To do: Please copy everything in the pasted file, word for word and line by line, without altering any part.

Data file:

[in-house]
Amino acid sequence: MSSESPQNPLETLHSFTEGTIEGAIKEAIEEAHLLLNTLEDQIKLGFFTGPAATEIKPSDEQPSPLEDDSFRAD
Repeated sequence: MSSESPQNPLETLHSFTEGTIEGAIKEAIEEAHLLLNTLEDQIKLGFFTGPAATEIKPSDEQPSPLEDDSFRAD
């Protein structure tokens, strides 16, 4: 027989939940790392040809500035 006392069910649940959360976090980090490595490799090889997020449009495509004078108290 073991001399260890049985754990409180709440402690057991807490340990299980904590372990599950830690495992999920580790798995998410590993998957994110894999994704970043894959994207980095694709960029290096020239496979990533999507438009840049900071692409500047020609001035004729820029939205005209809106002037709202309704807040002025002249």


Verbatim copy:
[in-house]
Amino acid sequence: MSSESPQNPLETLHSFTEGTIEGAIKEAIEEAHLLLNTLEDQIKLGFFTGPAATEIKPSDEQPSPLEDDSFRAD
Repeated sequence: MSSESPQNPLETLHSFTEGTIEGAIKEAIEEAHLLLNTLEDQIKLGFFTGPAATEIKPSDEQPSPLEDDSFRAD
């Protein structure tokens, strides 16, 4: 027989939940790392040809500035 006392069910649940959360976090980090490595490799090889997020449009495509004078108290 073991001399260890049985754990409180709440402690057991807490340990299980904590372990599950830690495992999920580790798995998410590993998957994110894999994704970043894959994207980095694709960029290096020239496979990533999507438009840049900071692409500047020609001035004729820029939205005209809106002037709202309704807040002025002249």